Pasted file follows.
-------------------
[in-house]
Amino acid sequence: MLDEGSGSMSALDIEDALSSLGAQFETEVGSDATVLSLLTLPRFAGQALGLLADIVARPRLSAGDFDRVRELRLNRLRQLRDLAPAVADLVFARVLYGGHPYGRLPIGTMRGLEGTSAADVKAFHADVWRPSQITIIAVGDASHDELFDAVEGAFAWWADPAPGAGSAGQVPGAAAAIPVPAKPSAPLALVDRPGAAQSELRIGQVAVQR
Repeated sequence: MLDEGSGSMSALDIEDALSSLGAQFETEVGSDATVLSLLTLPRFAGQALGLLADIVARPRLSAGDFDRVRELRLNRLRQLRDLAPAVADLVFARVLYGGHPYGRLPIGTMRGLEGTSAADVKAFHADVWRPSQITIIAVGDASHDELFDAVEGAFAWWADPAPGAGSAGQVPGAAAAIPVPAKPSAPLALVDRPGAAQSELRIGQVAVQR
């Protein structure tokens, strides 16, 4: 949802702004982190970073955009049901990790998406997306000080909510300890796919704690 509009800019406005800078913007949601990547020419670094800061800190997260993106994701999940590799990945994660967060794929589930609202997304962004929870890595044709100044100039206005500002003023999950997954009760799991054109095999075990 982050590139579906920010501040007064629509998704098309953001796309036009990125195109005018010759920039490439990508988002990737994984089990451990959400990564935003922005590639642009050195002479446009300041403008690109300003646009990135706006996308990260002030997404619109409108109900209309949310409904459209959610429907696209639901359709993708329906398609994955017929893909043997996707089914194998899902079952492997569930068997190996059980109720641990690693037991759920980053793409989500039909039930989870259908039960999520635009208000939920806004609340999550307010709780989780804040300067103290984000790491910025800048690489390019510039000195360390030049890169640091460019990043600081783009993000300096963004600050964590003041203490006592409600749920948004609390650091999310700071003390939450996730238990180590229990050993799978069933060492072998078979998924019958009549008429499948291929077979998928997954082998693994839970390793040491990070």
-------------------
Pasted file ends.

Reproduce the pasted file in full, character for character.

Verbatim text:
[in-house]
Amino acid sequence: MLDEGSGSMSALDIEDALSSLGAQFETEVGSDATVLSLLTLPRFAGQALGLLADIVARPRLSAGDFDRVRELRLNRLRQLRDLAPAVADLVFARVLYGGHPYGRLPIGTMRGLEGTSAADVKAFHADVWRPSQITIIAVGDASHDELFDAVEGAFAWWADPAPGAGSAGQVPGAAAAIPVPAKPSAPLALVDRPGAAQSELRIGQVAVQR
Repeated sequence: MLDEGSGSMSALDIEDALSSLGAQFETEVGSDATVLSLLTLPRFAGQALGLLADIVARPRLSAGDFDRVRELRLNRLRQLRDLAPAVADLVFARVLYGGHPYGRLPIGTMRGLEGTSAADVKAFHADVWRPSQITIIAVGDASHDELFDAVEGAFAWWADPAPGAGSAGQVPGAAAAIPVPAKPSAPLALVDRPGAAQSELRIGQVAVQR
């Protein structure tokens, strides 16, 4: 949802702004982190970073955009049901990790998406997306000080909510300890796919704690 509009800019406005800078913007949601990547020419670094800061800190997260993106994701999940590799990945994660967060794929589930609202997304962004929870890595044709100044100039206005500002003023999950997954009760799991054109095999075990 982050590139579906920010501040007064629509998704098309953001796309036009990125195109005018010759920039490439990508988002990737994984089990451990959400990564935003922005590639642009050195002479446009300041403008690109300003646009990135706006996308990260002030997404619109409108109900209309949310409904459209959610429907696209639901359709993708329906398609994955017929893909043997996707089914194998899902079952492997569930068997190996059980109720641990690693037991759920980053793409989500039909039930989870259908039960999520635009208000939920806004609340999550307010709780989780804040300067103290984000790491910025800048690489390019510039000195360390030049890169640091460019990043600081783009993000300096963004600050964590003041203490006592409600749920948004609390650091999310700071003390939450996730238990180590229990050993799978069933060492072998078979998924019958009549008429499948291929077979998928997954082998693994839970390793040491990070």